We received some alarming feedback from Account Executive College attendees. A majority—not one or two, but around 85% of attendees at our account service seminars—report they are asked to “wear too many hats.”
Many AEs are assigned agency duties that have very little to do with client relationships. Some AEs and account coordinators are functioning as traffic or production managers—scheduling, estimating and working with vendors. Some are media planners; others are project managers, working to coordinate in-house progress of assigned projects. Many also do new business work, and are expected to represent the agency at business and networking functions. A rare few may be their agencies’ de facto account planners, doing research and trying to offer insights for creative teams. Some are writing content, handling social media, etc., etc., etc.
In the meantime, we’re hearing from agency principals that they are losing valued clients.
We perceive a pattern here. Remember the prime directive of account service:
Account executives’ primary focus should always be building client relationships.
If you require Account Service people to do any agency tasks while leaving them no time to nurture client accounts, please stop!
Small + smart agencies may indeed be running “lean” by paring back on once-essential positions and having other personnel double-up on responsibilities. But client relationships are your sole reason for existence. Fail to give client service its due, and you invite client dissatisfaction and account loss.
If AEs spend more than 30 percent of their time performing non-client-service tasks and functions, immediately shift non-service tasks to other people, or prioritize hiring people to assume those duties. Consider interns, temp agency personnel, entry-level trainees, independent contractors, whatever you have to do to find some lower-level in-house people to carry the in-house workload… and free up your AEs to go back to doing all that they can to retain and grow valuable accounts.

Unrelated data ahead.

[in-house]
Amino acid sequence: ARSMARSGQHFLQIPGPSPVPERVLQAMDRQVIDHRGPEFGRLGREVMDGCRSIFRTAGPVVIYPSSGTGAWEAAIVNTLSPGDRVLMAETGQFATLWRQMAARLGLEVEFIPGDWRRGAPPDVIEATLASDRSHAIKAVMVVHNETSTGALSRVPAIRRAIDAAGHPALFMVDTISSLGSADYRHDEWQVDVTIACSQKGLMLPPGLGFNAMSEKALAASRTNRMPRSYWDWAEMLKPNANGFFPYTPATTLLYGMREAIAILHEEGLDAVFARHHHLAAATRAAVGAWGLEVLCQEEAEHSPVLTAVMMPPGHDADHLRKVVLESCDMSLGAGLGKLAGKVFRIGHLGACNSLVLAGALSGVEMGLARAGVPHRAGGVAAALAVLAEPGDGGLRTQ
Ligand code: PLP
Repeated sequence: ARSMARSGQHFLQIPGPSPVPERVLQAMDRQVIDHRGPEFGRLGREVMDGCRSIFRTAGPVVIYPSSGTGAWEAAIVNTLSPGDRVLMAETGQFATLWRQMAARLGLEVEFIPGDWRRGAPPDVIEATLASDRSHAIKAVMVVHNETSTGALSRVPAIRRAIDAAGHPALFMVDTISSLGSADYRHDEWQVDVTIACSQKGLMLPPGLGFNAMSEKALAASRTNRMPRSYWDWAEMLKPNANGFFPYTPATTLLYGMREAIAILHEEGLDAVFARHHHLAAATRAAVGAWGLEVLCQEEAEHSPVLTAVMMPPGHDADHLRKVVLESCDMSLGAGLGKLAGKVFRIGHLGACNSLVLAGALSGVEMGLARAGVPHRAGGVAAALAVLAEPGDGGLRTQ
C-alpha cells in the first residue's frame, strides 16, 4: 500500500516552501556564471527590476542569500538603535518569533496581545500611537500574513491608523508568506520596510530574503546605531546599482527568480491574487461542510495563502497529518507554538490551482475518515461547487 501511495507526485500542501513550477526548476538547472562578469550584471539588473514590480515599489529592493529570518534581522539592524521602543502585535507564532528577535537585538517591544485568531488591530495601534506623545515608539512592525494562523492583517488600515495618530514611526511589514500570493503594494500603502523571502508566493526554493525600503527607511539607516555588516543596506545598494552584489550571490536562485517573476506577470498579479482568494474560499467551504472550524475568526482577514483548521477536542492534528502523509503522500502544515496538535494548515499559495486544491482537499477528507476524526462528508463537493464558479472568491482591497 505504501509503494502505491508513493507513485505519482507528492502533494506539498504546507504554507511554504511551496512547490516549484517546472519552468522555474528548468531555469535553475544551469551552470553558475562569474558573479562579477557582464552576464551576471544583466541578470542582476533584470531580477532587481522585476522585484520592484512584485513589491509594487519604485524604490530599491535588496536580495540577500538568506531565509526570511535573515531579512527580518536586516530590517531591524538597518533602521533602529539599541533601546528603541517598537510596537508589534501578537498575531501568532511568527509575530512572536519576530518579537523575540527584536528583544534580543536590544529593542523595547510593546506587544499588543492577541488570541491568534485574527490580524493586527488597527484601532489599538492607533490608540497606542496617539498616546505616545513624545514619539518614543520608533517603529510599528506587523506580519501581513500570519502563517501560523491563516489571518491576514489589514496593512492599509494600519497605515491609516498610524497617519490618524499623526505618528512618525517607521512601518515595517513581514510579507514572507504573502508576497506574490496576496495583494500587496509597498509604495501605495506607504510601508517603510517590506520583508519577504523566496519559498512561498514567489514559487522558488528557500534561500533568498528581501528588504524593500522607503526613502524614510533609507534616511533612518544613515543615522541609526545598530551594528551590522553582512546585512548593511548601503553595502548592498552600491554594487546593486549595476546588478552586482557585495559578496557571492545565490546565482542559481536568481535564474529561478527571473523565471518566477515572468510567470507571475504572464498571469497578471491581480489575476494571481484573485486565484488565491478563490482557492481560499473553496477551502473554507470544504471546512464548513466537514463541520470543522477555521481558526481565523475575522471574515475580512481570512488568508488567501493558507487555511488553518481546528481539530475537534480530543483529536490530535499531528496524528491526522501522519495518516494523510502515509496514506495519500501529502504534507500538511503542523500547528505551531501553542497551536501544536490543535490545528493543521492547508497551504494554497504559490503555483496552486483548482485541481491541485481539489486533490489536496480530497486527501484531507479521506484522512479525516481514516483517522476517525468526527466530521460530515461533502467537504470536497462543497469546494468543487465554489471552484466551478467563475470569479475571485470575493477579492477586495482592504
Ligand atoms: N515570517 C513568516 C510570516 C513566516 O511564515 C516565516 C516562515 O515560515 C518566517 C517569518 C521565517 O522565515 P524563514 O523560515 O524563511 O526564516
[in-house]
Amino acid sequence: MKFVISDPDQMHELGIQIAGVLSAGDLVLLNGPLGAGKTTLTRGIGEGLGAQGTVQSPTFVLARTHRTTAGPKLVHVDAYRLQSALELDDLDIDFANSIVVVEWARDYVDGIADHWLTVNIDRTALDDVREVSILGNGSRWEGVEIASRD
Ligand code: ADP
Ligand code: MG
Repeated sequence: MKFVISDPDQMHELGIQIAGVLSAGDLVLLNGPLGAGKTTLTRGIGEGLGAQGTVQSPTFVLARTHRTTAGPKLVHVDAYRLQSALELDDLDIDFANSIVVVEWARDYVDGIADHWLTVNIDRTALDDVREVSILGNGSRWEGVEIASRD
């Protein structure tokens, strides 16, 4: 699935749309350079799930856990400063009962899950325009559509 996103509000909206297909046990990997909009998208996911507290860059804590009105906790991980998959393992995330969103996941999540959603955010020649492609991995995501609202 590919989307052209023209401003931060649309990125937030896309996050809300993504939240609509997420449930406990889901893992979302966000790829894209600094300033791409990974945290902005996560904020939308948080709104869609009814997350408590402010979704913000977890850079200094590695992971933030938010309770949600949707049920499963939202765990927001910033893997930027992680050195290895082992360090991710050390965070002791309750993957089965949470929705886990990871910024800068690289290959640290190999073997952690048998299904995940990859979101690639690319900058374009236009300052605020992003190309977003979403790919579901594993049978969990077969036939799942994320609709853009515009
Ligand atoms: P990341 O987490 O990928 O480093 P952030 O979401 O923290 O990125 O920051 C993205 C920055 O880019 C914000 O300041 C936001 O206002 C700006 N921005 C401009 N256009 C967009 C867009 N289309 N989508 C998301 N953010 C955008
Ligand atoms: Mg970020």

Inadequate account service can negatively impact your agency in many ways. Consider these facts:
- Over many years, Second Wind annual agency surveys have found that most agencies gain “new” business by growing their current accounts.
- Gaining more business from current clients is more cost-effective than winning new business.
- Agency clients are valuable as new business referral sources.
- The length of time you hold a client account can impact on new business prospects’ consideration of your agency.
- Strong relationships with multiple contacts in client organizations can help you retain accounts even if your primary contact leaves.
- The more you are physically in front of clients, the less likely they will start wondering “What have they done for me lately?”
What AEs SHOULD Be Doing
If you need to revisit the duties of an account executive, see our sample job description. The first line of our job description reads:
THE ACCOUNT EXECUTIVE is responsible for daily contact between the agency and one or more client accounts.
That daily service may include:
- Strategic planning
- Receiving client briefings, approvals and revisions
- Writing client contact reports
- Presenting, selling and defending agency work
- Developing and presenting client proposals
- Keeping apprised of client brands, products and services
- Keeping apprised of client industry news, competitive situations and marketing opportunities
- Reviewing and approving invoices
- Responding to all client communications
- Coordinating with in-house service and creative teams on client assignments
- Proofing/reviewing proofs and materials
- Reporting on client activities to the accounts supervisor
- Growing client accounts by watching for additional opportunities within client organizations
- Supervising the account coordinator
- Presenting and collecting invoices
That is one fully occupied individual.
If your AEs are scheduling jobs, compiling production estimates, or acting as media planners/buyers, how can they do their actual, really important work?
Refocus AE Energy on Client Service
Client relationships don’t just happen. Account executives have to nurture clients, hold their hands through crises, help them find solutions to marketing problems, and LISTEN. The best AEs are positive, can-do people; so it’s important to realize when you ask them to do in-house grunt work, they are not going to say no. But designating your AEs as your in-house “go-to” people is very dangerous; they may well end up with zero time to devote to the clients who PAY YOUR BILLS.
Our late founder Tony Mikes often said that the agency business is all about relationships. If you have structured your agency so you are neglecting those relationships, you need to fix the situation. Do it now. There is no time to lose.
(Deep breath.) There. I feel much better. And so will your agency, if you put account executives back to work on client relationships.